A camel is a horse that was built by a committee.
I love that adage! Often in the committee experience there are allowances made to try to meet everyone’s needs and opinions. Sometimes it’s great because it turns out you really did need a camel, and sometimes it isn’t, because you really needed a Kentucky Derby champion. Consensus might mean the group has found a happy medium and reflect a great deal of compromise, but consensus might not lead to an ideal result.
There’s an episode of “Parks and Recreation” with Amy Poehler that demonstrates this perfectly. Each City department of Pawnee, Indiana was to develop an idea for a new mural to be painted in City Hall. The Parks Department, with Amy Poehler’s character Leslie Knope as the most enthusiastic cheerleader, ended up submitting a horrible hodgepodge collage of disparate viewpoints–as did every other department. Great teambuilding, but horrible mural ideas.
Granted, distilling the message, pleasing everyone, and developing something that ideally works is not easy. Possible, yes, but not easy, especially when it comes to something creative like a mural or a logo. I recently noticed an ad for a local news show that added eyes, arms and legs to its logo to create a mascot. It’s awful. Why does a news broadcast need a mascot anyway? It reminded me immediately of the 1996 Olympic mascot. Named “Whatizit” and shortened to Izzy, was the Atlanta Summer Olympics mascot. Big eyes circled by two Olympic rings, with the remaining rings surrounding the tail of a bright blue, comma-shaped body, lightning bolts for eyebrows, and some really ugly sneakers. Dreadful! Well, most Olympic mascots are exactly like that. They are built to meet the disparate viewpoints of the International Olympic Committee (IOC) and aim to appeal to EVERYBODY, but most of all the least choosey population worldwide: CHILDREN.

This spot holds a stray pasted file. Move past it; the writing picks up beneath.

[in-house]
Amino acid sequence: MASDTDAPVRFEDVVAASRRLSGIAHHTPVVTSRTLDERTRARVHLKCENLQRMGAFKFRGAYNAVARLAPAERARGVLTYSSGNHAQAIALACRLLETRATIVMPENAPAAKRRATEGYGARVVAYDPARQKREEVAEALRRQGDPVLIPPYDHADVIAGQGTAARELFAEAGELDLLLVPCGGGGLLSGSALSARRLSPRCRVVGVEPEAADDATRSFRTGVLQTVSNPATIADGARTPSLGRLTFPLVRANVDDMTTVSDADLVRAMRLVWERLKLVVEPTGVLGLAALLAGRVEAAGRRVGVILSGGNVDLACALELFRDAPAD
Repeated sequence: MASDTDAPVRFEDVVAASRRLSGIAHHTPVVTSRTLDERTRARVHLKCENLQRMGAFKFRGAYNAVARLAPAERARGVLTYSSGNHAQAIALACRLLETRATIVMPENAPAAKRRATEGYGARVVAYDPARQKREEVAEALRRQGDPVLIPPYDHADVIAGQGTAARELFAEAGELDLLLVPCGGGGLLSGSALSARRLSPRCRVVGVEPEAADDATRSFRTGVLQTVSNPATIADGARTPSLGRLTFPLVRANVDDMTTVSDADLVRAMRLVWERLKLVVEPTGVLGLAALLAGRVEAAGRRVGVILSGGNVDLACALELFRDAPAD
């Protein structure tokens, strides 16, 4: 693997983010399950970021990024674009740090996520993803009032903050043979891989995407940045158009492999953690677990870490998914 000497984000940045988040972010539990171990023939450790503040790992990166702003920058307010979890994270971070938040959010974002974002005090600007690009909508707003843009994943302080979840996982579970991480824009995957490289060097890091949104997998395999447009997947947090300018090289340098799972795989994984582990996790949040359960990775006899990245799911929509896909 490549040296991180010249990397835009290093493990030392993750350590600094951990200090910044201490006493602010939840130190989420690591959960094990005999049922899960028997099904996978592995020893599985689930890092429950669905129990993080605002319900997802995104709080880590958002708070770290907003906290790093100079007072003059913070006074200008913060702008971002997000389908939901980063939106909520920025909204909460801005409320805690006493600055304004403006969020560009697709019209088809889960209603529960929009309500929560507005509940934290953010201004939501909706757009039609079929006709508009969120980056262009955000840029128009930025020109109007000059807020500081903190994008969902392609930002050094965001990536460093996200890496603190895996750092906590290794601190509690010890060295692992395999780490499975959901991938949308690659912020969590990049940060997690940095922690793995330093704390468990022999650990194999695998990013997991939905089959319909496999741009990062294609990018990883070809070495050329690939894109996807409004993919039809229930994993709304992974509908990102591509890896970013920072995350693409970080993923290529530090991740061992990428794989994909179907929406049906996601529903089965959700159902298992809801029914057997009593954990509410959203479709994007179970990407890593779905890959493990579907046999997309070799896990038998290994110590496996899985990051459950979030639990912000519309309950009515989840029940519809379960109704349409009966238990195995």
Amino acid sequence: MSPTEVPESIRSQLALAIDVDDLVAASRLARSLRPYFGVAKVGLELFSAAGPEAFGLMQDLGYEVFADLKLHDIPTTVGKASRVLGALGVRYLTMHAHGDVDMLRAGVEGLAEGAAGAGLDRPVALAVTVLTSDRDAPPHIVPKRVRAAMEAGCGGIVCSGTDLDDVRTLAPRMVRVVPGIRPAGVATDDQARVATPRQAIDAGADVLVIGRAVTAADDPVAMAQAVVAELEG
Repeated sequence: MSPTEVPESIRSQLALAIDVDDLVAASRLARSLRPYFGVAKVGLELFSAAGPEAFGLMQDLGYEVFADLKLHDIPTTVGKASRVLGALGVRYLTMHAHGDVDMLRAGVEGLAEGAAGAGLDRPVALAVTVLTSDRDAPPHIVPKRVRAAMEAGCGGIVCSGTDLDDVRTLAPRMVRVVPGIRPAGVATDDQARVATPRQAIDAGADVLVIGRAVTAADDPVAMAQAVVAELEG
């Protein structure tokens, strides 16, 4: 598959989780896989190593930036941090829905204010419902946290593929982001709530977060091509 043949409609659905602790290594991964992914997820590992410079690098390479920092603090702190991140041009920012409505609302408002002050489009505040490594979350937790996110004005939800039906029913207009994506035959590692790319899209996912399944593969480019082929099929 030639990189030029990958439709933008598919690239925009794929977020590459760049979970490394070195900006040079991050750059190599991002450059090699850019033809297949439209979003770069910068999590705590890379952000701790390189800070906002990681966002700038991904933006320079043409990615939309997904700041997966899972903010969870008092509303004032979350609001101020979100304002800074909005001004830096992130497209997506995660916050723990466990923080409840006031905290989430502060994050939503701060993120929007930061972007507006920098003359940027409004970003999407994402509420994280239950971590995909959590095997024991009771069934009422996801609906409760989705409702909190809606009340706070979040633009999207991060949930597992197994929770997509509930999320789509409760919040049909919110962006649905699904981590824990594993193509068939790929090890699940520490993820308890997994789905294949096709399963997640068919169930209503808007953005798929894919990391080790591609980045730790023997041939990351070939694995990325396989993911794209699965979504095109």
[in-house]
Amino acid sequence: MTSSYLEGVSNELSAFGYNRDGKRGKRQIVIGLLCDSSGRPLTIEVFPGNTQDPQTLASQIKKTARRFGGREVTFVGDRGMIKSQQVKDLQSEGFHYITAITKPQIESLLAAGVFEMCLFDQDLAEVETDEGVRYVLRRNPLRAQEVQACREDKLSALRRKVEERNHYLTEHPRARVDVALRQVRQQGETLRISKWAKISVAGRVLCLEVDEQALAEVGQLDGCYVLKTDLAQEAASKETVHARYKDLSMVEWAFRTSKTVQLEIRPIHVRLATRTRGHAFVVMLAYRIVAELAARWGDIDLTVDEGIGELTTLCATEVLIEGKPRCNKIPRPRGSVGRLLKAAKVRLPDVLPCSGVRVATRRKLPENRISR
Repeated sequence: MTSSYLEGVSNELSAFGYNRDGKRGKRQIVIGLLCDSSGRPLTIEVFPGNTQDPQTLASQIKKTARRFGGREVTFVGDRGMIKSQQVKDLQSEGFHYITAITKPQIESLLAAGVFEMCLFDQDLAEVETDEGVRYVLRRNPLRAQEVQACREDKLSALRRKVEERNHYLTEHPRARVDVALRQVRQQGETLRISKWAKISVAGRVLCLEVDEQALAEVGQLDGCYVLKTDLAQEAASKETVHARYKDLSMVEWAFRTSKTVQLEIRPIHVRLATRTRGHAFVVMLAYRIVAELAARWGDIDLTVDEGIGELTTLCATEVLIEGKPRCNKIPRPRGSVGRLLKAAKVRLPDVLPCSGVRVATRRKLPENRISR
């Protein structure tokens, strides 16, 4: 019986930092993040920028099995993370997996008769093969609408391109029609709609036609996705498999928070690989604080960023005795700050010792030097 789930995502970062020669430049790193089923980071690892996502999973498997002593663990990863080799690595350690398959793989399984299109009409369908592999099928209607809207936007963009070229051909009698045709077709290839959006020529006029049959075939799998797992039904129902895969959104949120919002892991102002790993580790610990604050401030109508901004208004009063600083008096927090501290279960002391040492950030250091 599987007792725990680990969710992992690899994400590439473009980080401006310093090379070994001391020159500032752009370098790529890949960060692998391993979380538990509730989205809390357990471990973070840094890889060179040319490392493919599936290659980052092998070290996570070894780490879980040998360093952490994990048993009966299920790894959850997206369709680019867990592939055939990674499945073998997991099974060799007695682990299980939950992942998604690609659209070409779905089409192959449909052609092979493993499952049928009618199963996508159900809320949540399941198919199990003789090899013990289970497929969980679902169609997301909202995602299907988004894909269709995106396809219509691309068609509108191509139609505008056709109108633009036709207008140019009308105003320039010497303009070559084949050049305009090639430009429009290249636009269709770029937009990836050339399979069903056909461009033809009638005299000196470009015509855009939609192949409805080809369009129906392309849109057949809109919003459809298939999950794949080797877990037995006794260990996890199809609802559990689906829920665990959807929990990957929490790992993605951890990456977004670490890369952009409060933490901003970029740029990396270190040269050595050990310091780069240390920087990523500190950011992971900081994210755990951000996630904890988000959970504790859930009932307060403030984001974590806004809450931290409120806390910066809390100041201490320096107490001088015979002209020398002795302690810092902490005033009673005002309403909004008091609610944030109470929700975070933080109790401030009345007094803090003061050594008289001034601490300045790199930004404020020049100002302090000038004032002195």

I found a great article on the “creepy factor” that all Olympic mascots tend to possess. If you want to see more on that visit it here and have a good laugh.
Something to consider when assigning a committee is at what point is the input of everyone detrimental to moving forward? Who is going to keep the group from running off the road for the sake of group approval? What decisions are you willing to allow a committee to fully resolve? Do you have members who are experts on the topic at hand?
Here are a few tips:
- Keep the mission as the guide. We can create objectives that are inline with our mission but then take a huge right turn when strategies lead to tactics that have not been measured back to the mission.
MISSION: Build a modern home inside and out.
OBJECTIVE: By December of 2016, build and furnish a modern home with a $2 million budget.
STRATEGY: Spend more on the building than on the furniture that can be replaced later.
TACTIC: Buy furniture secondhand and on sale.
RESULT: You buy a houseful of Early American furniture dirt cheap from an estate sale, to meet your tactic, your strategy, and likely your objective. But go a step further up. Does Early American furniture meet the criteria of modern furnishings? No, it does not. FAIL!
- Create a veto power. It’s always a good idea to build-in checks and balances before the committee starts. If the committee making the decisions does not have anyone over them in the organization, then outside experts or a focus group should be brought in for some realistic feedback.
- Appoint the right committee. If the higher-ups want a change but a committee or task-force is comprised of people who don’t want a change, then no change will be made.
Like I mentioned, creative endeavors are harder to manage. The IOC is a collaborative body and the androgynous, all-inclusive mascots that have been developed indeed demonstrate collaboration, even if they are creepy.
Be mindful that reaching consensus means you agree and might be very emotionally satisfying for the team, but it doesn’t always make the final decision a good one.
McCormick L.A. has been helping businesses and organizations in and around Long Beach with their public relations and marketing needs for over 20 years.